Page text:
Tonight begins the holy day of Shavuot, when we commemorate the giving of the Torah at Mt. Sinai 3,319 years ago. The name of the holiday, meaning ‘weeks,’ is a reference to the seven weeks between Passover and Shavuot, a period during which we count the Omer, and every night we anxiously await the arrival of the day of Revelation.

This is my favorite holiday in the Jewish year: while most people know about Rosh Hashanah, Yom Kippur and Passover, Shavuot has diminished in visbility, though not in importance; it is one of the three holidays where the men of Israel were required to go to Jerusalem and the Temple, along with Passover and Sukkot.

The status in which it is held today belies the importance of Shavuot: Shavuot celebrates the giving of the Torah, the single event in Jewish history that truly and utterly changed the world. Without the giving of the Torah, there would have been no reason for the exodus out of Egypt, no reason for Jacob and his sons to have descended there in the first place, no reason for Abraham to have had Isaac, because in the end, all these events were driving at the creation of a people, of a nation, that would be G-d’s chosen people on Earth, a nation that would be the carriers of Divine Will in the physical realm, a nation that would help make the limited an abode for the unlimited.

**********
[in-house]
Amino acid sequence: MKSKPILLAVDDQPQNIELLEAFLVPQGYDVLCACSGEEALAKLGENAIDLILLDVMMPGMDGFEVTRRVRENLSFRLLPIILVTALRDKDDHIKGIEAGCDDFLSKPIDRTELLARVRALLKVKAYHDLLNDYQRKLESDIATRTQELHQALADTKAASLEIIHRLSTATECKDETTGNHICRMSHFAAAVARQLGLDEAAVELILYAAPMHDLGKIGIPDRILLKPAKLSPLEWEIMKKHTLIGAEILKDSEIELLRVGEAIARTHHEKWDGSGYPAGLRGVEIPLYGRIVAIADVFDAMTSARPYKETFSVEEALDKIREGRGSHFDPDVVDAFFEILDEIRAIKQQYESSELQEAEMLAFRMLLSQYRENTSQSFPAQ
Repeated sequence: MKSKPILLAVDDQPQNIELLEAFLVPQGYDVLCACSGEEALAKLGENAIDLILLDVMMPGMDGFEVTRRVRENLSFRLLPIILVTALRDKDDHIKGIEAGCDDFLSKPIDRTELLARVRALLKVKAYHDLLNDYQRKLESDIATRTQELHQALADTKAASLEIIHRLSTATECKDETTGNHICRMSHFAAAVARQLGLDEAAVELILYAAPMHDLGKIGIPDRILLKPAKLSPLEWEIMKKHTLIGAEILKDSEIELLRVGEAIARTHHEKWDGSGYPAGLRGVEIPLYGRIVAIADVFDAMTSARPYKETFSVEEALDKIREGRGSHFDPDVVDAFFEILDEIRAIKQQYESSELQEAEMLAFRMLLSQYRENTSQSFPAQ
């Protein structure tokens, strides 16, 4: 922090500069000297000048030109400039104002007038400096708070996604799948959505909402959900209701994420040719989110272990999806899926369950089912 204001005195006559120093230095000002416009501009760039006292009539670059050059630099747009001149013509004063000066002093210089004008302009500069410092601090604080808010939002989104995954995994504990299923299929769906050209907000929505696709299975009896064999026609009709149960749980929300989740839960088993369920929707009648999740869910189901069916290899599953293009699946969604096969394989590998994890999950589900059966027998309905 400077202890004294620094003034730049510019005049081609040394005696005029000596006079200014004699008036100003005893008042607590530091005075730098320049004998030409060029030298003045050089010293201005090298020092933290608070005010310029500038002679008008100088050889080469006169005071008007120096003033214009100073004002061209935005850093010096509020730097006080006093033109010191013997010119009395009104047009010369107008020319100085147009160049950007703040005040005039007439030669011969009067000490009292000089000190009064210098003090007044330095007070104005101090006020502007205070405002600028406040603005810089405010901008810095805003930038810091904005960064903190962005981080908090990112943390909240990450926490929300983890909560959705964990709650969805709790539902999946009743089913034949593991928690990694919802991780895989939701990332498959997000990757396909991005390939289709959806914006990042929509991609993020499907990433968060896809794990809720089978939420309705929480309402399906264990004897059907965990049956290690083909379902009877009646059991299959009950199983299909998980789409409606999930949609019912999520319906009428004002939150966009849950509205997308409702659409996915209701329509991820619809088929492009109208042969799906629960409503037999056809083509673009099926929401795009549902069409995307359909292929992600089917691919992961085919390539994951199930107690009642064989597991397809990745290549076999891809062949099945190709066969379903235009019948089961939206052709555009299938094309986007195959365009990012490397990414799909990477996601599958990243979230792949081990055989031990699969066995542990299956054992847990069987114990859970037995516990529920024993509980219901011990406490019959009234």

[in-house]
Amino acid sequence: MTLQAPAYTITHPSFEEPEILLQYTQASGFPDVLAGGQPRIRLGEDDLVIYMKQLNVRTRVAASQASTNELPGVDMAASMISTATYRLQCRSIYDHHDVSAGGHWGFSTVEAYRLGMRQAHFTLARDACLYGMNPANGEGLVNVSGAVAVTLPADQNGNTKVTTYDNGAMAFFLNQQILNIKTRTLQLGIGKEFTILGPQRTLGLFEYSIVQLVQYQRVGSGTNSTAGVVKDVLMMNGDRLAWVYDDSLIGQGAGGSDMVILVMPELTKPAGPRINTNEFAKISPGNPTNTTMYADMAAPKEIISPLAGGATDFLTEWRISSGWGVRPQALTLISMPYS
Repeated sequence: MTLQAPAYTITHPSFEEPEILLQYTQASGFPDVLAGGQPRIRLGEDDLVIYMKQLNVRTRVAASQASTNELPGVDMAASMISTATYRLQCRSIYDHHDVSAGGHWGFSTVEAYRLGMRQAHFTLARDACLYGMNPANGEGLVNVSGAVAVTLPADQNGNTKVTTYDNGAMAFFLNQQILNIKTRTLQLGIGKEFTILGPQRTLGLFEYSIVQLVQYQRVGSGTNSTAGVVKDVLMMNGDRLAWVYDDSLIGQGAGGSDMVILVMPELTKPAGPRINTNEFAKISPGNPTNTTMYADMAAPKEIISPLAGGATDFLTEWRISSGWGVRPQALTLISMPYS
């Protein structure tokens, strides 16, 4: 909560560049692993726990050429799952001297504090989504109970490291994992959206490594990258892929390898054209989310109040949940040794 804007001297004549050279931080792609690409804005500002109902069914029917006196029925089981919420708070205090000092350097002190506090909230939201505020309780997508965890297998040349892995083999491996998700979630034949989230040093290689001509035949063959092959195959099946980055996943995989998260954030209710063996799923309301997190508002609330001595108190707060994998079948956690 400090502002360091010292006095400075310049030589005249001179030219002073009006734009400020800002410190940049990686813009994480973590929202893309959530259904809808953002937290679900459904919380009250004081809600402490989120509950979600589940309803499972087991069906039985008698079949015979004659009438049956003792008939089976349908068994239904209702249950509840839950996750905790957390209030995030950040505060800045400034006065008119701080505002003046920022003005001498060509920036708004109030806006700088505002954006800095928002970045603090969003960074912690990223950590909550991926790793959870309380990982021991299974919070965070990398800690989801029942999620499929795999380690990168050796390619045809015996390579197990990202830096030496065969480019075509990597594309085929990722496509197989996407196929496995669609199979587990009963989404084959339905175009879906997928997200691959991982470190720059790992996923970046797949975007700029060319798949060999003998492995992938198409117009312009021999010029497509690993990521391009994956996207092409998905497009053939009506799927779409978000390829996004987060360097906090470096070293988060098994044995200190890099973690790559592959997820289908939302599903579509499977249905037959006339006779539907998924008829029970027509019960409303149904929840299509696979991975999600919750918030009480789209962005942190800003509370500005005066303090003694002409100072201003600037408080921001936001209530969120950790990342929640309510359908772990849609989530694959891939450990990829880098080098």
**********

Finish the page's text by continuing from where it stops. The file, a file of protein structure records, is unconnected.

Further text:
On Shavuot we accepted the Torah, and by that act we became a nation, separate yet part of the world, Holy unto G-d, “a kingdom of kohanim (priests or ministers).” The reason we have all the other holy days in the Jewish calendar is because we are the Jewish people, and we are the Jewish people because of our acceptance of the Torah; without Torah, we are nothing.

As a convert, Shavuot gives me context; my soul was present at Mt. Sinai, either in physical form as a prior gilgul (incarnation), or as a pure soul destined to eventually join the Jewish people, so in many respects, aside from the actual day on which my conversion was completed, this is my anniversary of being Jewish, of my soul finally coming home. It is the celebration of a day when I was not a convert, but an equal part of the whole (not that there is any deficiency in being a convert, though some people may erroneously think so).

Tonight I will do my best to stay up all night studying Torah, as is the custom–which is one of my favorite parts of the holiday–and tomorrow I will once again stand at Mt. Sinai, hearing G-d Himself read His commandments to us, and saying, “We will do and we will listen.”

Chag sameach!